A home appraisal is an independent appraisers’ opinion of the current market value of your home. Most home purchases in the Northern Virginia area are contingent on an appraisal – particularly if the home has a financing contingency.
For the lender the purpose of the appraisal is to make sure the price paid for a home is at or above the market price. Usually, the lender’s sole remedy in case of a mortgage default is the home itself. It is therefore important for the lender to make sure there is sufficient equity in the home to cover their loss if there is a default.
So, what would happen if you have a ratified contract to purchase a home and the appraisal came in lower than the agreed to purchase price?
Well, the answer would be the NVAR regional sales contract. The pertinent appraisal section of the Northern Virginia Association of Realtors sales contract is as follows:
APPRAISAL CONTINGENCY This Contract __ is contingent OR __ is not contingent upon an Appraisal pursuant to this paragraph. Purchaser shall have until 9 p.m. 21 Days (minimum of 21 days recommended) following the Date of Ratification to obtain an Appraisal (“Appraisal Deadline”). In the event that neither box is checked, this Contract is contingent upon an Appraisal pursuant to this paragraph and the Appraisal Deadline is the Financing Deadline set forth above. Purchaser shall provide Notice to Seller by the Appraisal Deadline, as follows:
A. The Appraisal is equal to or greater than the Sales Price. This contingency has been satisfied and removed. The parties shall proceed to Settlement; OR
B. The Appraisal is equal to or greater than the Sales Price. However, Purchaser elects not to proceed with consummation of this Contract because the Property does not satisfy the lender(s) requirements, the Appraisal does not allow for the Specified Financing or the Property is inadequate collateral. Such Notice must be accompanied by a written denial of the financing showing written evidence of the lender(s)’s decision concerning the Property. Purchaser must provide such written evidence concurrently with Purchaser’s Notice of election not to proceed; OR
C. The Appraisal is not equal to or greater than the Sales Price and Purchaser elects not to proceed with consummation of this Contract unless Seller elects to lower the Sales Price to the appraised value. Purchaser’s Notice shall include a copy of the written statement setting forth the appraised value of the Property. It will be Seller’s option to lower the Sales Price to the appraised value and the parties shall proceed to Settlement at the lower Sales Price. If Seller does not make this election, the parties may agree to mutually acceptable terms. Each election must be made by Notice within 3 Days after Notice from the other party. The parties will immediately sign any appropriate amendments. If the parties fail to agree, this Contract will become void; OR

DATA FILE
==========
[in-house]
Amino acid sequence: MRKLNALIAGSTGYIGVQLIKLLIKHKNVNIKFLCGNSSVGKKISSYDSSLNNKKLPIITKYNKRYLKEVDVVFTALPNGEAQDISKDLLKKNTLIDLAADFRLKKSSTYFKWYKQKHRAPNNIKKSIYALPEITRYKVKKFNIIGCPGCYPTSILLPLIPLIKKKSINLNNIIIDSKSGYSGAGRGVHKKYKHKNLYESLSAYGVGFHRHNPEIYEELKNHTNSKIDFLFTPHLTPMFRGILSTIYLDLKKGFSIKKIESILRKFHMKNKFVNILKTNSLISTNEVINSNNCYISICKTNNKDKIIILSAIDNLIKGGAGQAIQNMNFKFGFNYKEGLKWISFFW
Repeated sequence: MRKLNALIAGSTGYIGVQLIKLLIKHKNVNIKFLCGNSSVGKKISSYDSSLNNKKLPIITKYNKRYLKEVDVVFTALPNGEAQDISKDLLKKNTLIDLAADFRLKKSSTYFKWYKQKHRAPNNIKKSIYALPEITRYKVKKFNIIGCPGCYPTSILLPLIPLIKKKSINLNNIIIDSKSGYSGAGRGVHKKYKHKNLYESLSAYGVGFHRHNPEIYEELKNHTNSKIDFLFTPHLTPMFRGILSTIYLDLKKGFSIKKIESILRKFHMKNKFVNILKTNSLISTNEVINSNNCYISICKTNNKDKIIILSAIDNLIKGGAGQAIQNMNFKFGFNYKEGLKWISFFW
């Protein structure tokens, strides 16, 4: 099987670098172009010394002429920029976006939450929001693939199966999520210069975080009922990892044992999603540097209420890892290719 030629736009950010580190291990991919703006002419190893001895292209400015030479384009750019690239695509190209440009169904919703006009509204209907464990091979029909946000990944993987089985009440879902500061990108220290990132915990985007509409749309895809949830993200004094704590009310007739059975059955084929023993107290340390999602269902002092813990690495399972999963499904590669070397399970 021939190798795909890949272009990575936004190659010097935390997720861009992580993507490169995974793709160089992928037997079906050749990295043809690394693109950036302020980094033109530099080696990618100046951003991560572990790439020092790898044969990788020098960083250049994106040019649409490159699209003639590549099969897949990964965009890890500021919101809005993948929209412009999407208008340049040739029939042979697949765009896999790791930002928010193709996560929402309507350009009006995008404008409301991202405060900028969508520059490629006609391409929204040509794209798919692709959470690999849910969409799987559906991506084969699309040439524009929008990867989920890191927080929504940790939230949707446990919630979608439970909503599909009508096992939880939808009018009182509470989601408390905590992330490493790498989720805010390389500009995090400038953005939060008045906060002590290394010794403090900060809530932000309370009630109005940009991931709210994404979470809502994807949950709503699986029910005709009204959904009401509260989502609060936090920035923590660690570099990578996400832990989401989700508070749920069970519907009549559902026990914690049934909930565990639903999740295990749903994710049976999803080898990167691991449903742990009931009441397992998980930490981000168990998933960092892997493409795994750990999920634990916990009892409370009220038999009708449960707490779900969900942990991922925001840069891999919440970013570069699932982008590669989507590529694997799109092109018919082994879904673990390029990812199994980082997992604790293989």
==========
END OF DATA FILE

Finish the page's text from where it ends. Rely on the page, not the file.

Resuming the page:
D. Purchaser elects to proceed with consummation of this Contract without regard to the Appraisal. The parties shall proceed to Settlement.
If Purchaser fails to give Seller Notice by the Appraisal Deadline, this contingency will continue, unless Seller at Seller’s option gives Notice to Purchaser that this Contract will become void. If Seller delivers such Notice, this Contract will become void at 9 p.m. on the third day following Delivery of Seller’s Notice, unless prior to such date and time Purchaser delivers the required Notice.
So, quite a handful there… Assuming the purchaser has the appraisal contingency checked and the appraisal comes in low, the purchaser has the following options:
- Try to negotiate the price down
The possibility of finding mutual terms will vary a lot on the strength of the real estate market, and the motivation of each side. Furthermore a party may or may not have the ability to reduce the price or to pay cash above the appraised value. If the sides can not agree the contract will become void.
- Proceed with the purchase regardless of the appraisal
In this case the purchaser would need to bring extra money to the closing for the difference. The lender will only use the appraised value as a basis for the loan.
Example: With a $800,000 purchase price, 80% financing and a $750,000 appraised value how much would that be? With an appraisal at $800,000(or higher) the purchaser would need a $160,000 down payment. With a $750,000 appraisal instead of bringing $160,000 as a down payment the purchaser would now need $210,000 as a down payment. That is $50,000 extra cash needed.
- Challenge the appraisal
Sometimes the appraiser will make a mistake – in such a case the appraisal can be challenged and a revised appraisal value be the result. It is not common but sometimes an argument can be made for obvious mistakes on square footage, number of legal bedrooms etc.
In the case of a low appraisal the buyer and seller will usually work out a solution. The closer the appraised value is to the purchase price the better the chance of things being resolved. Sometimes the seller cannot sell below a certain price (they have no money and their mortgage is close to the sales price.) or the purchaser may not have any extra money beyond what is needed for the original down payment and closing cost. In those cases everyone goes their own way.